If your like most marketers your currently being inundated with messages, publications and advertisements about Big Data and how it’s going to transform the way you do business.  With the amount of data a business collects expecting to increase over 650% during the next five years the one thing that just about everyone agrees on is that there is certainly no shortage of data.  Having access to data is one thing, but being able to get meaningful insight in order to put that data to use is often something entirely different.

So, what is Big Data and what does your organization need to be ready?  Tim Storer, President & CEO of Distribion, a leading provider of multi-channel distributed marketing software solutions, weighs in and provides his thoughts.



[Tim Storer] Big Data is certainly a buzz word that all marketers are hearing more and more often. As with many buzz words, the definition of Big Data depends upon who you ask.

Some choose to define it in quantifiable terms such as a certain data size limit and others use relative terms such as any time an organizations data becomes too complex to manage or moves too fast to interpret through conventional means.

To me, I like to think of Big Data in more transformational terms. To me, Big Data is when an organization shifts from managing and observing “data transactions” to also managing and observing “data interactions”.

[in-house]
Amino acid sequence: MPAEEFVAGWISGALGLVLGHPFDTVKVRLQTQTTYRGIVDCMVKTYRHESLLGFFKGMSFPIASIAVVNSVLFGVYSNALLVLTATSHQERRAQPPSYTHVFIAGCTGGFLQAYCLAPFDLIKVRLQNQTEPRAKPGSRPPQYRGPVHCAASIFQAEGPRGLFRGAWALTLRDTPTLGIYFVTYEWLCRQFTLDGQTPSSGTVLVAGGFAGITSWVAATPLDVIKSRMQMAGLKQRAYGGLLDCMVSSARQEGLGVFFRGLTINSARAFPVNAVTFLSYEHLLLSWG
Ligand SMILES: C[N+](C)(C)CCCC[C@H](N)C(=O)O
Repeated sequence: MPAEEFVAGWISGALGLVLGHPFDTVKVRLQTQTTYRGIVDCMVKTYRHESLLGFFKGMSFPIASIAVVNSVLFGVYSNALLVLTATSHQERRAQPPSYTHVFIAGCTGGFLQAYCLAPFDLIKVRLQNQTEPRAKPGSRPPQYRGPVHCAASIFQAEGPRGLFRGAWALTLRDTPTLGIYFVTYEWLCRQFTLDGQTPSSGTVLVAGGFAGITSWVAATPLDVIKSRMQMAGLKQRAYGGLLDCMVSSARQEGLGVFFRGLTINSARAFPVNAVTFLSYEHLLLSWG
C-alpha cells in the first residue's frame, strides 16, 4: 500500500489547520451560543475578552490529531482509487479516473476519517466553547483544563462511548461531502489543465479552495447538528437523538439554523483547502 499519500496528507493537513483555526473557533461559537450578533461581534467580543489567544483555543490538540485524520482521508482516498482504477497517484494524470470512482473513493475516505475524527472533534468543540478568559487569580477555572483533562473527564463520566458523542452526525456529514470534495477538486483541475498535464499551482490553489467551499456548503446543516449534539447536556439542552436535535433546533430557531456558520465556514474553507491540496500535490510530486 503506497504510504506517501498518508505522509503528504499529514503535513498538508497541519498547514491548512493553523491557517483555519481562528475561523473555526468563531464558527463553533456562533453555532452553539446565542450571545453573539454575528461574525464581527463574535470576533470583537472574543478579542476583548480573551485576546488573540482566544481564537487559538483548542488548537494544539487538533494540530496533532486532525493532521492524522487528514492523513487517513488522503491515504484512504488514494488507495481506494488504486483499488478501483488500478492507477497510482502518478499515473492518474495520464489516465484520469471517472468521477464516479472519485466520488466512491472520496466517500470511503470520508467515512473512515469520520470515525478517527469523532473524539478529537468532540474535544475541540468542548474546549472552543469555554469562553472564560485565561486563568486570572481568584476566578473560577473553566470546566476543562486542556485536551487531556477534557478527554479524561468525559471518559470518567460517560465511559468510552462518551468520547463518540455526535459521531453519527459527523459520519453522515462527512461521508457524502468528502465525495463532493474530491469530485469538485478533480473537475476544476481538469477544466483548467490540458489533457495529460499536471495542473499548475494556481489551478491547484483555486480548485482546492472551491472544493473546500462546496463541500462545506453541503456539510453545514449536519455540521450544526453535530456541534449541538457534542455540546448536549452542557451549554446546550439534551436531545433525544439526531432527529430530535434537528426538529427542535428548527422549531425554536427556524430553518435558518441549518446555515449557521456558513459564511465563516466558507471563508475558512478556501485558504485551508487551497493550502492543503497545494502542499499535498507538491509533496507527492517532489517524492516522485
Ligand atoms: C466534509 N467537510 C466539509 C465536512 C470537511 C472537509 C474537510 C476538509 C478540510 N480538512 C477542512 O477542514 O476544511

Today, marketing organizations have data pouring in from all types of channels (e-mail, social media, mobile, the web, etc.).

Advancements in processing power, data storage and analytics now allow organizations to gain meaningful insight into behavioral patterns by collecting and connecting the plethora of data dots that now exists on their prospects and customers.

Even further, should an organization need even more data to connect the dots they can leverage third party APIs that many large data providers have made available in order to intelligently append this additional data.

We are still in the very early stages of the Big Data transformational process but in my opinion we are about to witness one of the largest marketing technology booms we have ever seen. In fact, I just read how Gartner is predicting that in the very near future the CMO will be responsible for more technology related spend than the CIO.

I feel this excitement and shift really boils down to the fact that should a CMO be able to connect the data dots then they no longer will be scrutinized by CEO’s and CFO’s because the data will paint a black and white ROI picture that everyone can easily understand.

In essence, the formula becomes very simple: Bigger, Richer Data Sets combined with Personalized Multi-Channel Messaging and Real Time Analytics equals a Higher ROI.

A key ingredient for organizations to realize the Big Data vision and acquire the “interaction data” is a Multi-Channel Distributed Marketing Platform that can provide centralized control over campaign content, personalization options, campaign distribution and automated response triggers.

Having a Distributed Marketing Platform is even more important for organizations that rely on quasi-independent agents or localized marketing teams because the “data interactions” are even more scattered and harder to capture.

In my opinion, Organizations that don’t implement some type of Multi-Channel Distributed Marketing Platform will really struggle to collect the data points necessary to achieve the Big Data vision and will quickly be at a big competitive disadvantage in the very near future.